The Relationship between Specialty Choice and Gender of U.S. Medical Students, 1990–2003


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Abstract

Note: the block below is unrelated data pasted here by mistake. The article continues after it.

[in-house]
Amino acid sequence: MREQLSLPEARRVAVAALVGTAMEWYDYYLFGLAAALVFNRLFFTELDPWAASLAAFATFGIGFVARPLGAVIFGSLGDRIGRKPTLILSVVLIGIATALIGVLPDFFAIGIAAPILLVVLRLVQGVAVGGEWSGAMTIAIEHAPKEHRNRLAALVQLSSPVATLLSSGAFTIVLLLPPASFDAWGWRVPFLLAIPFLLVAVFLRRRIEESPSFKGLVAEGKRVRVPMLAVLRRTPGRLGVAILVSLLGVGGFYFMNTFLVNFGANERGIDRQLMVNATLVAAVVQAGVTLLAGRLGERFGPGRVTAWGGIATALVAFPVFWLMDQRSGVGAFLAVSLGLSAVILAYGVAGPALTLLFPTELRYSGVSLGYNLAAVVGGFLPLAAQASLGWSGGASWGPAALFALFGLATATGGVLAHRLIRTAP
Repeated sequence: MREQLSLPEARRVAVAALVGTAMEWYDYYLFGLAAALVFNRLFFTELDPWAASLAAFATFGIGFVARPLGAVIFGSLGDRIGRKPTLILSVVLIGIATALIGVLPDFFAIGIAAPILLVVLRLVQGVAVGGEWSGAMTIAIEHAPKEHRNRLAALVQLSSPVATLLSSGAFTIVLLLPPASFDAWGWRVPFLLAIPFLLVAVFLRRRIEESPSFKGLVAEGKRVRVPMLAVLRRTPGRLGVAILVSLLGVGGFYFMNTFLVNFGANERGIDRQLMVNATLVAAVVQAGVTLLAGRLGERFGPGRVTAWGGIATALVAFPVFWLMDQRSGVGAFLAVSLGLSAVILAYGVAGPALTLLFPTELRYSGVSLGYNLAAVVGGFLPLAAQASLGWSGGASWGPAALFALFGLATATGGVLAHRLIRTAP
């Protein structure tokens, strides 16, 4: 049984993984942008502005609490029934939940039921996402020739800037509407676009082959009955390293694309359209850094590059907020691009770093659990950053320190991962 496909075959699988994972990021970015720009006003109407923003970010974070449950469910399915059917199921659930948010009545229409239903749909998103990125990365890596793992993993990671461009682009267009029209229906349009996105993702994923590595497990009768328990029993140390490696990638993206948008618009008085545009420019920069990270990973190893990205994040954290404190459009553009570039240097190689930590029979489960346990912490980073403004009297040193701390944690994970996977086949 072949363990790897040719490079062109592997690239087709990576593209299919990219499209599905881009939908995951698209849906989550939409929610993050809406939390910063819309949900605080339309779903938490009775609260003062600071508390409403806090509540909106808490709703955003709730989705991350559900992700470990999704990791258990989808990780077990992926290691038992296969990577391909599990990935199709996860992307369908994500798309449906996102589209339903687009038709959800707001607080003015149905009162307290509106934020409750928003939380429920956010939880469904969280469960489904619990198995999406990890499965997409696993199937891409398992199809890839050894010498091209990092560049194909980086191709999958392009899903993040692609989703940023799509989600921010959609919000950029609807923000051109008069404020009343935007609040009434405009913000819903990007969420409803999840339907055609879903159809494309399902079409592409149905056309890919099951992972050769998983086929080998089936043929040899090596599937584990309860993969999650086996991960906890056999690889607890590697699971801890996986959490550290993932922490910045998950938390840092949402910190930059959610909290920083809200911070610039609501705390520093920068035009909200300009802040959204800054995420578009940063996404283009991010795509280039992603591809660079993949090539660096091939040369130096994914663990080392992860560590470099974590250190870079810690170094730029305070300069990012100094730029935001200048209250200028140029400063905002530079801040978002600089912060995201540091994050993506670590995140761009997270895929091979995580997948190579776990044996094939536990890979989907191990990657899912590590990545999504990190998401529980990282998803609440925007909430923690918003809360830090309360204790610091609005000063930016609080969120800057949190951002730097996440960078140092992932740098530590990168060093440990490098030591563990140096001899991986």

PurposeWomen have been postulated to be more responsible than men for the recent trend of lifestyle factors influencing the specialty choices of graduating U.S. medical students. The authors looked at the specialty choices of U.S. medical students between 1990 and 2003 to determine whether and to what degree women were responsible for the trends toward controllable lifestyle specialties.MethodSpecialty preference was based on analysis of results from the American Association of Medical Colleges’ Medical School Graduation Questionnaire. Specialty lifestyle (controllable vs. uncontrollable) was classified using a standard definition from prior research. A random effects regression model was used to assess differences between men and women in specialty choice over time and the proportion of variability in specialty preference from 1990 to 2003 explained by women.ResultsOverall, a greater proportion of women planned to pursue uncontrollable specialties compared with men in every year analyzed. Both women and men demonstrated a decreasing interest in uncontrollable lifestyle specialties by almost 20%. However, regression analysis found that women were more slightly more likely to choose an uncontrollable lifestyle specialty compared to men over time (p < .01).ConclusionAmong U.S. medical graduates, women were not more responsible than were men for the trend away from uncontrollable lifestyle specialties over the time period studied. Men and women expressed similar and significant rates of declining interest in specialties with uncontrollable lifestyles.

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